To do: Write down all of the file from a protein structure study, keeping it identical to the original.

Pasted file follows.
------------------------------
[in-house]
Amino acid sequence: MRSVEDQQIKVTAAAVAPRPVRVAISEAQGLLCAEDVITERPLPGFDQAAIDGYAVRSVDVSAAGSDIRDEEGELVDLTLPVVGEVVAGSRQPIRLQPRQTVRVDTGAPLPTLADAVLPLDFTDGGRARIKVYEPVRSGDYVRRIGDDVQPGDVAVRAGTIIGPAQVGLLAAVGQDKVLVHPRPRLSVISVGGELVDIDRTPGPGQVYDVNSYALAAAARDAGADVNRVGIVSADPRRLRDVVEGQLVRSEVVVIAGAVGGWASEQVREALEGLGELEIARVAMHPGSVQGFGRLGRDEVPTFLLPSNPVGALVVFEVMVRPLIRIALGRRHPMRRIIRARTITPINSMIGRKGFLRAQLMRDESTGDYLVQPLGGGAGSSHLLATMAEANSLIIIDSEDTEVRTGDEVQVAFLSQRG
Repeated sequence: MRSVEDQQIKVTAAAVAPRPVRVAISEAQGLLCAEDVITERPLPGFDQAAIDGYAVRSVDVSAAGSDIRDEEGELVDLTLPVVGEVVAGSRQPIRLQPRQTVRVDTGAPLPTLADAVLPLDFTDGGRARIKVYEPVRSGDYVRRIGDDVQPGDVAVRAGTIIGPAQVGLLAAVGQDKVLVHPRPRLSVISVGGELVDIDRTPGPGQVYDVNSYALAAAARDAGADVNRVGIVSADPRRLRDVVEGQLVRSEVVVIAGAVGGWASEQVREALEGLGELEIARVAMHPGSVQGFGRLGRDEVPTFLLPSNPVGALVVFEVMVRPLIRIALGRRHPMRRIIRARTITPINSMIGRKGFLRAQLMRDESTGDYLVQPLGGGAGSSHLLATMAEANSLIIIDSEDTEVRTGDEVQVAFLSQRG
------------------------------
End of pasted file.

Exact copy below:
[in-house]
Amino acid sequence: MRSVEDQQIKVTAAAVAPRPVRVAISEAQGLLCAEDVITERPLPGFDQAAIDGYAVRSVDVSAAGSDIRDEEGELVDLTLPVVGEVVAGSRQPIRLQPRQTVRVDTGAPLPTLADAVLPLDFTDGGRARIKVYEPVRSGDYVRRIGDDVQPGDVAVRAGTIIGPAQVGLLAAVGQDKVLVHPRPRLSVISVGGELVDIDRTPGPGQVYDVNSYALAAAARDAGADVNRVGIVSADPRRLRDVVEGQLVRSEVVVIAGAVGGWASEQVREALEGLGELEIARVAMHPGSVQGFGRLGRDEVPTFLLPSNPVGALVVFEVMVRPLIRIALGRRHPMRRIIRARTITPINSMIGRKGFLRAQLMRDESTGDYLVQPLGGGAGSSHLLATMAEANSLIIIDSEDTEVRTGDEVQVAFLSQRG
Repeated sequence: MRSVEDQQIKVTAAAVAPRPVRVAISEAQGLLCAEDVITERPLPGFDQAAIDGYAVRSVDVSAAGSDIRDEEGELVDLTLPVVGEVVAGSRQPIRLQPRQTVRVDTGAPLPTLADAVLPLDFTDGGRARIKVYEPVRSGDYVRRIGDDVQPGDVAVRAGTIIGPAQVGLLAAVGQDKVLVHPRPRLSVISVGGELVDIDRTPGPGQVYDVNSYALAAAARDAGADVNRVGIVSADPRRLRDVVEGQLVRSEVVVIAGAVGGWASEQVREALEGLGELEIARVAMHPGSVQGFGRLGRDEVPTFLLPSNPVGALVVFEVMVRPLIRIALGRRHPMRRIIRARTITPINSMIGRKGFLRAQLMRDESTGDYLVQPLGGGAGSSHLLATMAEANSLIIIDSEDTEVRTGDEVQVAFLSQRG